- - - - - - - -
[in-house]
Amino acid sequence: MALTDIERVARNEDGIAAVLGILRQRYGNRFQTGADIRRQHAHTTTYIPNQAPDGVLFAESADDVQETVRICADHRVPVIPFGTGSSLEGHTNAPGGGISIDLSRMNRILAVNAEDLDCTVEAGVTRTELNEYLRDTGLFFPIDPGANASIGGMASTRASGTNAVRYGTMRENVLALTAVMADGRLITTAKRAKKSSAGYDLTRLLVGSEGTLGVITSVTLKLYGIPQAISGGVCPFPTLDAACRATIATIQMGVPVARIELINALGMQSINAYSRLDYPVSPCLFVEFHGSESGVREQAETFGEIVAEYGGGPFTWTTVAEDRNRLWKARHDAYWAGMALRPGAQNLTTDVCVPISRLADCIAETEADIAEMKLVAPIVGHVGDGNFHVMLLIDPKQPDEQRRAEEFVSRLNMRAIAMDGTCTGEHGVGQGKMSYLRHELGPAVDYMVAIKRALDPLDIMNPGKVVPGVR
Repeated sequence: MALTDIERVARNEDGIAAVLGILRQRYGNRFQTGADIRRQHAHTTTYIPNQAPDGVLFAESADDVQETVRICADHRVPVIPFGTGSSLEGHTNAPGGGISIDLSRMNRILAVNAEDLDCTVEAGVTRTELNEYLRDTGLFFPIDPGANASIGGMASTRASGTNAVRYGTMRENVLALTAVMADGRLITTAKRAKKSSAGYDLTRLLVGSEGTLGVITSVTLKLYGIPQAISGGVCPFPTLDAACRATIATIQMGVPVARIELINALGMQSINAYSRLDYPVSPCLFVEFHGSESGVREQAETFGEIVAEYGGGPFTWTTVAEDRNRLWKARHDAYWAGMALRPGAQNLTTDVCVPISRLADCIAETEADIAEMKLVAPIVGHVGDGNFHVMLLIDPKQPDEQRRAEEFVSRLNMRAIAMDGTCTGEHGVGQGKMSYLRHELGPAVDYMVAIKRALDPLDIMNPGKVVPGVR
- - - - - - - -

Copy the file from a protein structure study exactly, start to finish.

[in-house]
Amino acid sequence: MALTDIERVARNEDGIAAVLGILRQRYGNRFQTGADIRRQHAHTTTYIPNQAPDGVLFAESADDVQETVRICADHRVPVIPFGTGSSLEGHTNAPGGGISIDLSRMNRILAVNAEDLDCTVEAGVTRTELNEYLRDTGLFFPIDPGANASIGGMASTRASGTNAVRYGTMRENVLALTAVMADGRLITTAKRAKKSSAGYDLTRLLVGSEGTLGVITSVTLKLYGIPQAISGGVCPFPTLDAACRATIATIQMGVPVARIELINALGMQSINAYSRLDYPVSPCLFVEFHGSESGVREQAETFGEIVAEYGGGPFTWTTVAEDRNRLWKARHDAYWAGMALRPGAQNLTTDVCVPISRLADCIAETEADIAEMKLVAPIVGHVGDGNFHVMLLIDPKQPDEQRRAEEFVSRLNMRAIAMDGTCTGEHGVGQGKMSYLRHELGPAVDYMVAIKRALDPLDIMNPGKVVPGVR
Repeated sequence: MALTDIERVARNEDGIAAVLGILRQRYGNRFQTGADIRRQHAHTTTYIPNQAPDGVLFAESADDVQETVRICADHRVPVIPFGTGSSLEGHTNAPGGGISIDLSRMNRILAVNAEDLDCTVEAGVTRTELNEYLRDTGLFFPIDPGANASIGGMASTRASGTNAVRYGTMRENVLALTAVMADGRLITTAKRAKKSSAGYDLTRLLVGSEGTLGVITSVTLKLYGIPQAISGGVCPFPTLDAACRATIATIQMGVPVARIELINALGMQSINAYSRLDYPVSPCLFVEFHGSESGVREQAETFGEIVAEYGGGPFTWTTVAEDRNRLWKARHDAYWAGMALRPGAQNLTTDVCVPISRLADCIAETEADIAEMKLVAPIVGHVGDGNFHVMLLIDPKQPDEQRRAEEFVSRLNMRAIAMDGTCTGEHGVGQGKMSYLRHELGPAVDYMVAIKRALDPLDIMNPGKVVPGVR